Since the UN we have reinforced our monitoring team with a senior operational manager grade. She is now on site full time, overseeing the action plan.
Coupled with that, we have regular weekly meetings with the operators—improvement meetings—and I chair a senior urgent notification board, which happens monthly and has the operator representatives, commercial representatives and operational delivery partners, including health, around the table.
In addition, we are using our commercial levers in relation to the contract. We have issued two improvement notices in relation to the UN and subsequent concerns we have had about delivery. We are very much working closely with the provider but holding them to very close account and meeting them almost daily in relation to their delivery at Rainsbrook.
68.We are concerned that Ministry of Justice awarded MTC the maximum possible contract extension. Based on the evidence heard on 9 March, coupled with the inspectorates’ findings, it is clear that MTC have failed to fulfil a number of contractual obligations. The company clearly did not fulfil the requirement to “deliver a service that places Young People at its heart and considers their needs, wants and wishes at all stages of their stay at the STC”. While the difficulties of re-letting a contract and potentially changing a Secure Training Centre provider during the covid-19 pandemic may be considerable, there can be little justification for retaining the services of a badly under-performing contractor, and even less for giving them two more years of that contract. Notwithstanding the complications of letting a contract during a pandemic period, no one’s needs, and in particular the needs of some of our society’s most vulnerable children, should be placed second to administrative considerations.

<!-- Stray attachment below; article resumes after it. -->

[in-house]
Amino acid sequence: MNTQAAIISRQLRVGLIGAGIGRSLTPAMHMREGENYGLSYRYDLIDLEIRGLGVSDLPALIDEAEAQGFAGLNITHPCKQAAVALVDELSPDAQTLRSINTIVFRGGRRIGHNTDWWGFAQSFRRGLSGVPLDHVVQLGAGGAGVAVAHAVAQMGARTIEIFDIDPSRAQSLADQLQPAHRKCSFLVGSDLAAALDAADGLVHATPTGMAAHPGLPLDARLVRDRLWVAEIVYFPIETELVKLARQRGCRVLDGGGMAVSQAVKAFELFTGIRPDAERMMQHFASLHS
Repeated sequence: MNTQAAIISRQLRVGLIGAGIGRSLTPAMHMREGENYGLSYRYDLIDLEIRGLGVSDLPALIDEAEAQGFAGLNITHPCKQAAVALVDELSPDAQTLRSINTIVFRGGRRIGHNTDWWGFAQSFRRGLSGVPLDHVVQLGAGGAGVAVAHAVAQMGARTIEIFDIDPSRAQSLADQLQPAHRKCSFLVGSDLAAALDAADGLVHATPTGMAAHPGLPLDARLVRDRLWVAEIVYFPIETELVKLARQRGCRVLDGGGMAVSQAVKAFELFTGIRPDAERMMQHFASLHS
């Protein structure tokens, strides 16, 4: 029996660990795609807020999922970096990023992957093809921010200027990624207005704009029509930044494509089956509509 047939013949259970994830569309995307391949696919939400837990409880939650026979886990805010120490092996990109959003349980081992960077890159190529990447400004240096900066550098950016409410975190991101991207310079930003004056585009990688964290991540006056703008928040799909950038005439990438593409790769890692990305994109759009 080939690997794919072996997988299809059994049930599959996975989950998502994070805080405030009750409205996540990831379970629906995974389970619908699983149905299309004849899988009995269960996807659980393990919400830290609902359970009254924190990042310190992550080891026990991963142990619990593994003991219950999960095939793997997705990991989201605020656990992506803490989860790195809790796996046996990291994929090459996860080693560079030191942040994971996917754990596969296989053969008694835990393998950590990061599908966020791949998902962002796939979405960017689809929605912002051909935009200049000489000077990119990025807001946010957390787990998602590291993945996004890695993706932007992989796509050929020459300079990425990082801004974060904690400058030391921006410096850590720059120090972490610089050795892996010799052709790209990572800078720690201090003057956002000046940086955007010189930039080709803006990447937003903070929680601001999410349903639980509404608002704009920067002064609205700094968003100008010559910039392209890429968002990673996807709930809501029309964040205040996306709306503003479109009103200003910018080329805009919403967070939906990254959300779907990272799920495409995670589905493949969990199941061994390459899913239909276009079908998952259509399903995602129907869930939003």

69.We seek a clear explanation of why the Ministry of Justice chose to extend MTC’s contract by two years when the contractor’s ability to deliver was already in question, and we ask what ministerial involvement there was in making that decision and, in particular, in signing it off.
70.Consistently sub-standard performance of a contract does not merit renewal in any circumstances. We recommend that the Secretary of State urgently reviews whether his Ministry plans to renew any other contract or any contractor whose performance is similarly consistently poor.
71.On the basis of the assurances given by MTC to the YCS and to the Ministry of Justice in October and November, the Secretary of State for Justice, rt hon. Robert Buckland QC MP, wrote to Ofsted on 18 November saying that improvements were in train. Mr Buckland told us:
I was given assurances as to future conduct and immediate future improvement that then did not happen. I have looked again carefully at my letter, and I am giving Ofsted a lot of assurances about what is about to happen. […] I can assure you I do not like being played for a fool. The message should be out there loud and clear that this will not happen again. Otherwise, the consequences will be extremely serious for those responsible.
72.We are glad to hear the Secretary of State, rt hon. Robert Buckland QC MP, say “I absolutely take and hold accountability overall, which I am prepared to accept, and I do so in front of the Committee”. No-one likes, in his own phrase, being “played for a fool” and we appreciate his commitment to ensure that there are serious consequences in store should any attempt be made to mislead him or his Ministry again about what is being done at Rainsbrook.
42 [Angus Mulready-Jones]]
43 [Christine Williams]
44 [Nick Stacey]
45 [Angus Mulready-Jones]
46 [Helga Swidenbank]
47 [Jo Farrar]
48 [Helga Swidenbank]
49 [Ian Mulholland]
50 [Ian Mulholland]
51 [Angus Mulready-Jones]
52 [Angus Mulready-Jones]
53 [Angus Mulready-Jones]
54 [Angus Mulready-Jones]
55 [Christine Williams]
56 [Jo Farrar]
57 [Helga Swidenbank]
58 MTC Letter
59 [Nick Stacey]; [Angus Mulready-Jones]; [Christine Williams]
60 [Ian Mulholland]
61 [Ian Mulholland]
62 [Dr Mullan and Ian Mulholland]
64 [Robert Buckland]
65 [Robert Buckland]
66 [Helga Swidenbank]
67 [Robert Buckland QC MP]
68 [Robert Buckland QC MP]